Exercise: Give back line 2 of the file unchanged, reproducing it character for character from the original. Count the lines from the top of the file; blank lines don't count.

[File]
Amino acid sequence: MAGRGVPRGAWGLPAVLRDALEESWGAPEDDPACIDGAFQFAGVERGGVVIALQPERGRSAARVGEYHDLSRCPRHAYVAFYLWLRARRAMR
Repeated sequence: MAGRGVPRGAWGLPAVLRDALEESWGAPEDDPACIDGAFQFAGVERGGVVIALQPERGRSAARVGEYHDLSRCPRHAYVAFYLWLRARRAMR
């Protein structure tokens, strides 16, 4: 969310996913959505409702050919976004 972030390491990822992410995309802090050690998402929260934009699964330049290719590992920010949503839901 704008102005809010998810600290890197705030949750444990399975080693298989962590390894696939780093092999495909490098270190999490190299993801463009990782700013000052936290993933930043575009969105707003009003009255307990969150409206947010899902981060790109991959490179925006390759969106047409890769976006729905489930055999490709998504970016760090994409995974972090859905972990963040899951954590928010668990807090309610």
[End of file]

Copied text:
Repeated sequence: MAGRGVPRGAWGLPAVLRDALEESWGAPEDDPACIDGAFQFAGVERGGVVIALQPERGRSAARVGEYHDLSRCPRHAYVAFYLWLRARRAMR